Two Meetings This Week Will Cover Street Safety, and Other Transportation Issues

Cars on the Riverside Drive service road, as seen in a video made by advocates for more safety rules.

Community Board 7’s Transportation Committee will be meeting on Tuesday night at 250 West 87th Street at 7 p.m. to discuss the dicey situation for pedestrians on Riverside Drive service road, among other issues. Some residents have been advocating for more action to make cars slow down on the road between 97th and 100th Street (speed bumps were installed from 92nd to 95th Street after community pressure).

See the full transportation committee agenda below:

1.    72 West 69th Street (Columbus Avenue.) Application EIN#84-1275621 to the Department of Transportation for a revocable consent to construct, maintain and use an exterior wheel chair lift and metal platform with steps and metal railing.
2.    Playstreet, West 93rd Street. Request for a temporary playstreet by Manhattan School for Children/ PS 333 on West 93rd Street (Amsterdam- Columbus Avenues) on school days, 10:30am-12:30pm.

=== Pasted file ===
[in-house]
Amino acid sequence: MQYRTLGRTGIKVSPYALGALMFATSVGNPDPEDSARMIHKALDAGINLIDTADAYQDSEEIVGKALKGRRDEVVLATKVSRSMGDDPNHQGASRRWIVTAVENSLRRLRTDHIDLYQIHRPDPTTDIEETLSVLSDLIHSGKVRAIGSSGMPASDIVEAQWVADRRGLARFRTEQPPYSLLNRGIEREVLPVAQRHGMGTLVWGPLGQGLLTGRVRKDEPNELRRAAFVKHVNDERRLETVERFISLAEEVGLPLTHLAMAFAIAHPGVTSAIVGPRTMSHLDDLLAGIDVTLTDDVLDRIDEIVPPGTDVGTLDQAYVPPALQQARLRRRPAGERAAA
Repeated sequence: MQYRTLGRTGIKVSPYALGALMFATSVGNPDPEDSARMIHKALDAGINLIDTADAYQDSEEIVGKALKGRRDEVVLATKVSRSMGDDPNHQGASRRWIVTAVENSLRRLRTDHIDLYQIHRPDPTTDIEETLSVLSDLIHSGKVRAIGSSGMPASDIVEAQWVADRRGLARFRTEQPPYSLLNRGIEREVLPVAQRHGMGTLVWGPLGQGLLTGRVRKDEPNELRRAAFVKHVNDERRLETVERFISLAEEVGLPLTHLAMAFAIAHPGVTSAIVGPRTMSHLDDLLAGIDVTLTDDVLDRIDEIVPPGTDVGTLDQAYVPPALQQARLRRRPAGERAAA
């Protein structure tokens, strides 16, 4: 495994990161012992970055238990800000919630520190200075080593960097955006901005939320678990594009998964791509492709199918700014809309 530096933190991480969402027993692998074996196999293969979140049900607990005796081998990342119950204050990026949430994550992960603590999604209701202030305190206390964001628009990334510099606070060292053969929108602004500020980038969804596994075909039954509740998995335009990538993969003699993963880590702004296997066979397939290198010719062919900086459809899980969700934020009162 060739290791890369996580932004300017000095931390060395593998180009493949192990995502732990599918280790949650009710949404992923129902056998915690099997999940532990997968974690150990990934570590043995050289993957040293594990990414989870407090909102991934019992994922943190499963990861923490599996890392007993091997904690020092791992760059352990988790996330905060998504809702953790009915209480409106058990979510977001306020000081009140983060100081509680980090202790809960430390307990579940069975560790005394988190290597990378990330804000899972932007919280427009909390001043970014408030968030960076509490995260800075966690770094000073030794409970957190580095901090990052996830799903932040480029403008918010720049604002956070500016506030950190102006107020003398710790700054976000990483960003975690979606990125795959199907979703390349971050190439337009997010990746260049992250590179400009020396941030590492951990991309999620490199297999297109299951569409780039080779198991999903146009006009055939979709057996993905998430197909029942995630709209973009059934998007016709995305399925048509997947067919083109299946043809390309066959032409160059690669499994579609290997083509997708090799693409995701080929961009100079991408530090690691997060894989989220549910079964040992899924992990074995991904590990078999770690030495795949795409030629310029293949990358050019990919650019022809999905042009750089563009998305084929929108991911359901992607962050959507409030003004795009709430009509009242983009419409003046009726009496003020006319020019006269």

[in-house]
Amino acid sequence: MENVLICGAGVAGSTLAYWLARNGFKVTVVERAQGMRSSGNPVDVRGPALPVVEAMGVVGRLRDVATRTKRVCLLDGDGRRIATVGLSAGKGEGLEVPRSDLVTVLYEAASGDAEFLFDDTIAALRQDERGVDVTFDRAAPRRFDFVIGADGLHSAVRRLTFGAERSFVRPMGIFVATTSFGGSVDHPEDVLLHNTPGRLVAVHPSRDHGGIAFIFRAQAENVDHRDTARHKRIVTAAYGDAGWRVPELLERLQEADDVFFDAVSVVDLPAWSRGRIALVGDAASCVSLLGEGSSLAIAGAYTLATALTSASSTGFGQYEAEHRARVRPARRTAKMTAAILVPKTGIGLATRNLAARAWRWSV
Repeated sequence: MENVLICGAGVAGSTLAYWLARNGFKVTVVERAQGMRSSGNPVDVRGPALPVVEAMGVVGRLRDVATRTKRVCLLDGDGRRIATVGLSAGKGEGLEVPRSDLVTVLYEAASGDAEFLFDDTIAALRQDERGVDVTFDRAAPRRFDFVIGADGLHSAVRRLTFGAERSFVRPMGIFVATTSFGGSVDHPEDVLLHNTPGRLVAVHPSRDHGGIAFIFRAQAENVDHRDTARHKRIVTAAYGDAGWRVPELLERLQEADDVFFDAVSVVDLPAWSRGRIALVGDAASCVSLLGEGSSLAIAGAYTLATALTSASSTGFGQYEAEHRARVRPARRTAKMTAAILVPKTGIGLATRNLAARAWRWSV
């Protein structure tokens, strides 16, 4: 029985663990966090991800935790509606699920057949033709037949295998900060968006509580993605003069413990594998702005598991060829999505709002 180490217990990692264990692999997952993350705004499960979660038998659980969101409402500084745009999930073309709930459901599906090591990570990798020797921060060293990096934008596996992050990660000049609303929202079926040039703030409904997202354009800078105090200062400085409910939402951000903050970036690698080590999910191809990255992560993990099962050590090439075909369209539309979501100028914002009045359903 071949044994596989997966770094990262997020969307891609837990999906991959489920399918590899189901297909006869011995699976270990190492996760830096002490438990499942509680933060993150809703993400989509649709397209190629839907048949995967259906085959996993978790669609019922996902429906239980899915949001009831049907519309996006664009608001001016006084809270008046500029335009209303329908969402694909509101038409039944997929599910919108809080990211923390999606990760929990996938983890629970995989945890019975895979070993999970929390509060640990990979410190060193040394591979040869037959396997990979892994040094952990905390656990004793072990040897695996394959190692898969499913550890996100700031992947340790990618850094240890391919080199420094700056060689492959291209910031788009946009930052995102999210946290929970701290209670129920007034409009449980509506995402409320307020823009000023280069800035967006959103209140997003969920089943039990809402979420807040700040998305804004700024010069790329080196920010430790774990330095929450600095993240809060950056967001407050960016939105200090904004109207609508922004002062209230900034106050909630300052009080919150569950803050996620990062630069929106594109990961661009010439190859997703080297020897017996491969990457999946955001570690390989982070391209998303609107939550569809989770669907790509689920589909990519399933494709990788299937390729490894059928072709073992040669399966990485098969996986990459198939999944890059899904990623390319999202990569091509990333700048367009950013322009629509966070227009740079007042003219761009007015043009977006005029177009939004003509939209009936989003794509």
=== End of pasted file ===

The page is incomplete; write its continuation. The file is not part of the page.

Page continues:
3.    West 85th and 86th Street (West End Avenue.) Request to reconsider the “No Standing” regulations at the corner of 85th and 86th and West End Avenue.
4.    Update on pedestrian safety concerns on the Riverside Drive service road.

In addition, the Broadway Democrats are hosting a meeting on Thursday night to hear from experts about transportation. Check out the flyer below.


NEWS | 1 comment | permalink
    1. Margaret says:

      That’s a great lineup for the Broadway Democrats panel, although I wish they included some representation from Columbia University. Thank you for highlighting.

      Since de Blasio took office in 2013, safety for everyone in this zone has improved SO dramatically. Compare the Vision Zero view between 2012 and 2017 here:, for a look at how dangerous that area used to be – both injuries and fatalities to pedestrians and drivers. Scary how many injuries and deaths there used to be.

      Another important focus and hopefully they discuss this: the commuting patterns across zipcodes 10025, 10026, and 10027. You have 92,000 workers and of them, only around 6,000 currently drive alone to work, 2,000 take a taxi or Uber, while 10,000 walk and 64,500 take transit. Are transportation policies appropriately designed for the community’s needs?

      One more point on the commuting patterns that’s so interesting: these are US Census stats that average across the years 2012-2016. Over this period, the number of residents who primarily commute by bike was small, and likely to have increased a lot after Citibike expanded to the area.